If Japan is any indicator, there is every reason to believe that digital cameras will soon overtake traditional cameras. In a September article by Stephanie Miles of CNET, Michelle Lampmann, an analyst at Info Trends Research Group, said that in some regions like Japan, digital cameras with resolutions of 2 million or 3 million pixels (megapixels) were regularly being used as people's primary camera.

Individuals usually purchase a digital camera to take pictures for making traditional prints or for posting photos on the Internet. Some want to use it for both.

While it's true that newer high resolution digital cameras create sharper images, which is great when you want to make an 8 X 10 print, it is also true that they require more memory. This can be an issue if you are using the camera for pictures you want to post on the Internet.

If you aren't planning to print large photos, then you might not require one of the newer more expensive high resolution cameras. Internet images are usually kept at a lower resolution so that they load faster on Web sites. It is a small percentage of the Internet population who has the speed fast enough to accommodate large photo files.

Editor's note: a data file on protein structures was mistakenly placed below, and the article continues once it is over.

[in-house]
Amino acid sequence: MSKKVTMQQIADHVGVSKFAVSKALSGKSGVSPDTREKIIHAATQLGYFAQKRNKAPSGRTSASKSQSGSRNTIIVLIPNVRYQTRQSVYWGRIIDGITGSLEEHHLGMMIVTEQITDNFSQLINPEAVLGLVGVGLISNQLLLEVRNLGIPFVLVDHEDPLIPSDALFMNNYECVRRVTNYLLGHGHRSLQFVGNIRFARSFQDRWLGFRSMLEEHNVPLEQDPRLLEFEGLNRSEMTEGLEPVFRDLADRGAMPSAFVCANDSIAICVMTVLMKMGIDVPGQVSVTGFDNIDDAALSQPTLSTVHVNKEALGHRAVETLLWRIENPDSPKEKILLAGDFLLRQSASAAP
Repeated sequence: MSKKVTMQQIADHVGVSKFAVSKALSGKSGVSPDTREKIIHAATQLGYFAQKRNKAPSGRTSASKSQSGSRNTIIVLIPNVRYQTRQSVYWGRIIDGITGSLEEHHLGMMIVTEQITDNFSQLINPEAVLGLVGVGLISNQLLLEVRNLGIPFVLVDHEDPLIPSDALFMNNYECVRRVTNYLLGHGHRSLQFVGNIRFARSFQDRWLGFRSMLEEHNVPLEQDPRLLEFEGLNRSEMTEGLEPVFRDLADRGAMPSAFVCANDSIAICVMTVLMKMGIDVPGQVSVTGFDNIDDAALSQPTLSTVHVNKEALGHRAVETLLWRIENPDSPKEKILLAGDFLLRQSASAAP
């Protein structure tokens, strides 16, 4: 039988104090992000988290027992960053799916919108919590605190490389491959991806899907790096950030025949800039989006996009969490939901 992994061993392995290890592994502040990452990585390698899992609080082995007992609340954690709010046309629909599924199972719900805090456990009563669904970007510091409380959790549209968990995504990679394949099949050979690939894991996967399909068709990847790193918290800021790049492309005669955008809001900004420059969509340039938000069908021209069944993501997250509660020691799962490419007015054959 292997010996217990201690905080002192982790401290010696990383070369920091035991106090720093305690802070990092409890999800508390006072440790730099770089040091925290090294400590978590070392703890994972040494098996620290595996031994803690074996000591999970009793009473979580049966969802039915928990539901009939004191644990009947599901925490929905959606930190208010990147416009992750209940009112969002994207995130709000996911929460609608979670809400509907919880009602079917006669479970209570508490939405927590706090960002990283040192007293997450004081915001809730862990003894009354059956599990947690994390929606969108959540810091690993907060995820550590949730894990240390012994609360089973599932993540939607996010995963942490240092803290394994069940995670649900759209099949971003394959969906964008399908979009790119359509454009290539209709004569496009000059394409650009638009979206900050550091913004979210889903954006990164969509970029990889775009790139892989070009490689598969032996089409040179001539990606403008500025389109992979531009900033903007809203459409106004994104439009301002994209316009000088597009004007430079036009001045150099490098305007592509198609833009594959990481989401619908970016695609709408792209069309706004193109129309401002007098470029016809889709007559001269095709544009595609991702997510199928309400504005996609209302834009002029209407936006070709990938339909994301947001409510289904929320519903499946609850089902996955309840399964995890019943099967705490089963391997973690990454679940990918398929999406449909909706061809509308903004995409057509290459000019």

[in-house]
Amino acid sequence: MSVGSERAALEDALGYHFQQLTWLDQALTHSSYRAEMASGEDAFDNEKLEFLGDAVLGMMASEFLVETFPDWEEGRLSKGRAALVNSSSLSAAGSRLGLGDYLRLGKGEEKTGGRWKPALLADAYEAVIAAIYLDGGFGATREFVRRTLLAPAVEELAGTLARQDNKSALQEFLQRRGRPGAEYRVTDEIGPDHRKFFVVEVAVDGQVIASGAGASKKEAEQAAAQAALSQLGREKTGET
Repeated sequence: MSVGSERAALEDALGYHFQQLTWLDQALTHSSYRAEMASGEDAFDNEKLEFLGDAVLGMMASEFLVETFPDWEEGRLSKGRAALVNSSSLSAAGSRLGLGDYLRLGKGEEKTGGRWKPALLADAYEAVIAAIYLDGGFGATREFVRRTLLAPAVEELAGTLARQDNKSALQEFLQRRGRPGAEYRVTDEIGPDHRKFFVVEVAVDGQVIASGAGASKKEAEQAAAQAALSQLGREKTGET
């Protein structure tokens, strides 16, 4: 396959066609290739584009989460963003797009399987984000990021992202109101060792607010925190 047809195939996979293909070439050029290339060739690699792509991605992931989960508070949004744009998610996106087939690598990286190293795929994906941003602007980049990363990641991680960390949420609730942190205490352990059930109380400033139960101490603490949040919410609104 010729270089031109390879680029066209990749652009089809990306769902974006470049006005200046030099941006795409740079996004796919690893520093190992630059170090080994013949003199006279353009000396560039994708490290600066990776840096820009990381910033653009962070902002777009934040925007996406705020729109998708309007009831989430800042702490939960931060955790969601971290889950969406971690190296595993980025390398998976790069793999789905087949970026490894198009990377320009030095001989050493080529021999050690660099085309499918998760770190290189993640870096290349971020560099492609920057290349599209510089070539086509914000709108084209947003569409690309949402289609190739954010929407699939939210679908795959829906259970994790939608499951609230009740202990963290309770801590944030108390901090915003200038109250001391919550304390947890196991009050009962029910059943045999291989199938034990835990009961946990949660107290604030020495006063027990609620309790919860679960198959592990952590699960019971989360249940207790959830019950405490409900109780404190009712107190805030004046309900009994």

This of course may change in the future once Internet connection speeds increase. As it is right now, depending on your connection speed, waiting for a high resolution photo to load can be like watching paint dry.

While the images from low resolution cameras aren't as sharp, the cameras producing low resolution images like (640 x 480 pixels) are considerably cheaper. You may also be able to pick up a low-resolution used digital camera.

David Farkas of PC World reported in June that entry-level cameras such as KB Gear's JamCam capture images at 640 by 480 pixels and start at about $90 US.

If you are looking for a small low resolution "spy" camera you might try Kodak's PalmPix Camera. Jeff Pittelkau wrote for IDG earlier this month that although the PalmPix didn't offer a lot of the traditional digital camera features, it was a good "spy" camera because it was tiny and lightweight in comparison to regular digital cameras.

On the other hand, if you want sharp, clear pictures that you want to print into photos for your album, then you will want to go with a more expensive high-resolution camera.